Allah and Woman at Yale

Allah and Woman at Yale

Ayaan Hirsi Ali spoke at Yale last week, and there was mild annoyance in the press section that no screaming protesters appeared to punch up the headlines. A small group distributed leaflets to people waiting outside; inside, all was quiet.

 

The lack of disturb-ance was in part thanks to good planning—every seat was filled, but no standing room was allowed, and the aisles were kept clear. In the main, there was no disturbance because Ayaan Hirsi Ali is hugely admired. The hundred or more people who were turned away for lack of seats, some clutching copies ofInfidel, her autobiography, had hoped only to listen respectfully (and perhaps collect an autograph). A great international thug syndicate has told Hirsi Ali that, if she keeps talking, she’s dead. And she keeps talking. That alone should win the admiration of every American.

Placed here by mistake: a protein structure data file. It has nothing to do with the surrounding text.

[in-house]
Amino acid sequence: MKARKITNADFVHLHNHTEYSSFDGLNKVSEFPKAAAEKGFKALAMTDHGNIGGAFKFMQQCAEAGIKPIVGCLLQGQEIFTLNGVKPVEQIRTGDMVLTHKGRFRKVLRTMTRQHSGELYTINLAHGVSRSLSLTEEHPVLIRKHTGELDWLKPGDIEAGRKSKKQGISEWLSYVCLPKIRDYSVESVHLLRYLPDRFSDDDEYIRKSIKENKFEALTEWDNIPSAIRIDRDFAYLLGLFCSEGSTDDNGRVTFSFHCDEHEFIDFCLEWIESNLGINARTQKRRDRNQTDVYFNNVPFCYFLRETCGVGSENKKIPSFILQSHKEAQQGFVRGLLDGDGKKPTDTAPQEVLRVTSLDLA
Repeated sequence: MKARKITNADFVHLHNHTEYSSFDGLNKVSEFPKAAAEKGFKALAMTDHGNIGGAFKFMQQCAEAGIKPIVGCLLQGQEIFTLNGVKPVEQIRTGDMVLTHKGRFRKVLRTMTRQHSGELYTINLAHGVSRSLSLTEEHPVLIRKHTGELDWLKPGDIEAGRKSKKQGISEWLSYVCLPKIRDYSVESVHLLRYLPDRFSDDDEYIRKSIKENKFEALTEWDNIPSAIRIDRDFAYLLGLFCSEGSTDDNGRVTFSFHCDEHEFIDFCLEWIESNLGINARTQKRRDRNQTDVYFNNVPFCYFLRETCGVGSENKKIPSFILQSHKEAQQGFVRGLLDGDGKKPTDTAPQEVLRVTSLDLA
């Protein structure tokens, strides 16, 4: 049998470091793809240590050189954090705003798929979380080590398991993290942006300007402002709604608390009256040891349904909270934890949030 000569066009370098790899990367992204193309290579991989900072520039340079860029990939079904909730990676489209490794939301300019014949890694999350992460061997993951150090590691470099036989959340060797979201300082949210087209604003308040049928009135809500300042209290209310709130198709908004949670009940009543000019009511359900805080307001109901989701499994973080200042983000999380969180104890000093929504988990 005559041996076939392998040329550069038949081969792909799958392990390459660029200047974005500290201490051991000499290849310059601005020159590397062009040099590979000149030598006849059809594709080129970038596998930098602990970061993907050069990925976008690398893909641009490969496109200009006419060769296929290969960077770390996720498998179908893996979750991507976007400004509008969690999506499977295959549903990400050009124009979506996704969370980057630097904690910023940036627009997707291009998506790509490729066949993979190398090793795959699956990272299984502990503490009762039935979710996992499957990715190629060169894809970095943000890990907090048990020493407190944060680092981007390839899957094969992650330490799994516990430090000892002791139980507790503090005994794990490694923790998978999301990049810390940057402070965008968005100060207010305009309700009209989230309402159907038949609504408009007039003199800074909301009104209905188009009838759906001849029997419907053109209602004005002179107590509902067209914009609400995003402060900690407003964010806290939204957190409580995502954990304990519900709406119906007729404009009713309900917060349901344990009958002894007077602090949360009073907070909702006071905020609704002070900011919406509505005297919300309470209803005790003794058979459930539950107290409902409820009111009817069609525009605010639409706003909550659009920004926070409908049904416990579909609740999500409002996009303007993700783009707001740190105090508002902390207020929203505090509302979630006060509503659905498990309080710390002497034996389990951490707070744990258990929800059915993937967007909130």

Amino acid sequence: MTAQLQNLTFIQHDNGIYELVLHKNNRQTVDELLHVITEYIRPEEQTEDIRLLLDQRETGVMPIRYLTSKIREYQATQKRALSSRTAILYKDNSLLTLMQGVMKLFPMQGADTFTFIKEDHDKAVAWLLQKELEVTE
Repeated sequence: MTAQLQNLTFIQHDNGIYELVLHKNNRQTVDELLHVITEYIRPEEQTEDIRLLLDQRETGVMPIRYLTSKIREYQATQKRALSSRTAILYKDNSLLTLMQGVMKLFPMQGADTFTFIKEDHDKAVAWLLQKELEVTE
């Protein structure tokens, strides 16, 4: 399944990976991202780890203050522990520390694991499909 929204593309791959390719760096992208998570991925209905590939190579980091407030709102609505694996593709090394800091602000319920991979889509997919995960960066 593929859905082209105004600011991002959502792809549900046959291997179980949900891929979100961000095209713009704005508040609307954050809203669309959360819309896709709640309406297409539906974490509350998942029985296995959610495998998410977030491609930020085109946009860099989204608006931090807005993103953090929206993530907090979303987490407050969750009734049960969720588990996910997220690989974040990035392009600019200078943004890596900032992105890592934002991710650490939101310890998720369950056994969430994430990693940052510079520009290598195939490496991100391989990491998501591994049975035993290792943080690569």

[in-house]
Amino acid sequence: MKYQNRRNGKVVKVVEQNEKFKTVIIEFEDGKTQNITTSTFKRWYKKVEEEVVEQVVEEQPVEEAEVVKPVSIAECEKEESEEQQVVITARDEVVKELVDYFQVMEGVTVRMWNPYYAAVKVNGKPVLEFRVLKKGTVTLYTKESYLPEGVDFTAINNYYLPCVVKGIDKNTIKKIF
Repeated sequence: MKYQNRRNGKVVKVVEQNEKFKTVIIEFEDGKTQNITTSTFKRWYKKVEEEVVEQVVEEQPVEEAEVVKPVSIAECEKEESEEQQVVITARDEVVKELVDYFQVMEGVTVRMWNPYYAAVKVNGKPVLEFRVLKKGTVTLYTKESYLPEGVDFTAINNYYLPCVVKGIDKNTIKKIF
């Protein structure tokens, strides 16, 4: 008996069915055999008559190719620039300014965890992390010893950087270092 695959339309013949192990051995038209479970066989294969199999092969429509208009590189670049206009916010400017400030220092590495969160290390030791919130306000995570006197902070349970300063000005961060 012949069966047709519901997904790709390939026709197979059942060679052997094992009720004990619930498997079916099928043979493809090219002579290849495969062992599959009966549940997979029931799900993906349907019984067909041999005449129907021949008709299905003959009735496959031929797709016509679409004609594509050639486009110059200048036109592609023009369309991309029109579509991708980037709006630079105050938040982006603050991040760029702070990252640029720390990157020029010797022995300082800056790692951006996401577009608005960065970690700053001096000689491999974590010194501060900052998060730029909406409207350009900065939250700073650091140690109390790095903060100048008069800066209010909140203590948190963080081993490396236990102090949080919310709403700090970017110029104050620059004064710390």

Perhaps another reason the anti-Hirsi Ali protest fizzled is that its front-line soldiers at Yale made fools of themselves. Yale’s Muslim Students Association (MSA) was widely condemned for an open letter that argued against her appearance on campus, claiming she lacked the credentials to speak about Islam. (Never mind that she was raised Muslim and now has afatwa out against her.) The letter referred to her childhood experiences of genital mutilation and forced marriage as “unfortunate circumstances.”

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